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Talking About Obesity

Talking to patients about weight isn’t easy.

There’s no question that obesity is a growing problem, with about a third of the population obese, and another third overweight.

But, just about no other condition lends itself more to ridicule and discrimination in our society.  And yet no one wants to be obese; unfortunately, those eating and lifestyle habits that many consider “normal” lead to excess weight.  Fat shaming is ever-present, and there’s even research suggesting that people skip going to the doctor so that they can lose weight before their appointments.

So, how do I as a doctor discuss obesity with my patients?  It’s challenging.  I want to help my patients without making them feel like they are being shamed; I want to be empathetic, but I do want to encourage changes that will lead to weight loss.

Regardless of my patient’s body size, I ask the same questions of all new patients — do you exercise?  If not, why not?  Tell me about your eating habits.  Do you eat fruits and vegetables?  Do you eat your meals at home?  Do you do the grocery shopping?  Do you know how to cook?

In someone who is obese, there are more likely to be answers to those questions that are less than ideal.  And, as we talk, we discuss ways of making changes that will improve health and ultimately lead to weight loss.

Of my follow-up patients, I keep track of trends — if an overweight patient is losing weight, we discuss how he is doing it.  If a patient is gaining weight, I discuss with her what factors might be causing weight gain and how we can turn this around.

As a cardiologist, so many diseases that I treat — coronary disease, atrial fibrillation, hypertension, hyperlipidemia — are related to lifestyle and body size.  I have helped many of my patients to lose extra weight, and hope to continue to do so.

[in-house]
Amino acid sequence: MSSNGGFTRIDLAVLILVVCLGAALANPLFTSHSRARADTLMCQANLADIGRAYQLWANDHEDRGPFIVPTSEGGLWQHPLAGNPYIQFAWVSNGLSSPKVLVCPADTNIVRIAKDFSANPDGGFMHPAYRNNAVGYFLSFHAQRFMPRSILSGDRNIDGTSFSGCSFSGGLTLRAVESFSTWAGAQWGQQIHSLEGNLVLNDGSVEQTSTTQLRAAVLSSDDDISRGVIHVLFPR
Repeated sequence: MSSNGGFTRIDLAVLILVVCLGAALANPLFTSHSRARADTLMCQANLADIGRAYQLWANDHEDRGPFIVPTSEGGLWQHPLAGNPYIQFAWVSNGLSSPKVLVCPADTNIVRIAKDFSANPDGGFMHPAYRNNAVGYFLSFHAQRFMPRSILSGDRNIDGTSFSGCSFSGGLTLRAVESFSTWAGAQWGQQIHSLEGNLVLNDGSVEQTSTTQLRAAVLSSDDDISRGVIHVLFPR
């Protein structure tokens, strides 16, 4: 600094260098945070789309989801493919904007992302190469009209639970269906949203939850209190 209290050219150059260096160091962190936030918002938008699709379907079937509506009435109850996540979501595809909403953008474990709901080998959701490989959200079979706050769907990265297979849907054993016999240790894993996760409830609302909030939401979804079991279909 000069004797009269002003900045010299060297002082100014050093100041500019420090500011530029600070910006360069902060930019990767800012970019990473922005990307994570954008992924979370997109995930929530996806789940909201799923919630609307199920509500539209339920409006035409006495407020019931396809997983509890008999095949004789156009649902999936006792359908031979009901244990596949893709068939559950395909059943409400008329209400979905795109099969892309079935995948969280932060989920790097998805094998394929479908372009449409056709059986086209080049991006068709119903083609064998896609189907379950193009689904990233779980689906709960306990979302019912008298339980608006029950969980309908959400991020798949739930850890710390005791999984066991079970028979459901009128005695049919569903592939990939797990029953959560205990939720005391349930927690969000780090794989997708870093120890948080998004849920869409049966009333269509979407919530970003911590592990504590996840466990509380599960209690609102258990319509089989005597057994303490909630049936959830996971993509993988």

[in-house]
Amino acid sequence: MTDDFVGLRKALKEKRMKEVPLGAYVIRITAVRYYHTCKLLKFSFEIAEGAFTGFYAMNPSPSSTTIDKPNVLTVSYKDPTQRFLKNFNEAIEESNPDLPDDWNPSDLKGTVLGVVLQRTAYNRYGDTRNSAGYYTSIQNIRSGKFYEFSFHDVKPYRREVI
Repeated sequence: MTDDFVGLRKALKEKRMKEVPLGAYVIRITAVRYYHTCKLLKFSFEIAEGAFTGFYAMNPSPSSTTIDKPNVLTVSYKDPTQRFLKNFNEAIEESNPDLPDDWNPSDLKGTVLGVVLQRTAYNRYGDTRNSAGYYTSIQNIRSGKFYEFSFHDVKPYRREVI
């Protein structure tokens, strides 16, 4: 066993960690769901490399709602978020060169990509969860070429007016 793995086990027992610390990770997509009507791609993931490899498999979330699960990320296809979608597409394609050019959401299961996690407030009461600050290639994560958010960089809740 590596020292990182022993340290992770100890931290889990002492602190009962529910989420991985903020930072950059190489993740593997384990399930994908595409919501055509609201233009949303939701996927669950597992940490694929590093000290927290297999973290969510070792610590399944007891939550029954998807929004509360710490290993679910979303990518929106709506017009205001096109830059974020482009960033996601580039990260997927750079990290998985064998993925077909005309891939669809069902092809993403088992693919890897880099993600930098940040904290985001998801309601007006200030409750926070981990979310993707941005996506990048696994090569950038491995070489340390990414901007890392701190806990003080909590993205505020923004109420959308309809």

0 comments on “Talking About Obesity

William on August 8, 2017 9:46 am

I know this doesn't qualify as any study or trend, but of the 4 lifetime vegans I know, 3 of the 4 are obese (very little exercise), 2 had cancer, and one died of cancer. The only of the 4 who was not obese, a vegan farmer who never had healthcare, died of cancer, age 77. Both diet and exercise are important. Based on this small experience, exercise/lifestyle and good healthcare more important than a strict vegan diet, as the longest lived societies are not vegan.

Me personally, was a vegan for almost 2 decades. Past several have moderated to include more fish and very occasional poultry. Have found it more conducive to being an elite masters athlete, age 57. Being successful in a power sport, fighting the effects of sarcopenia and maintaining low body fat, some animal protein in the form of fish has helped me, my athletic performance as proof.

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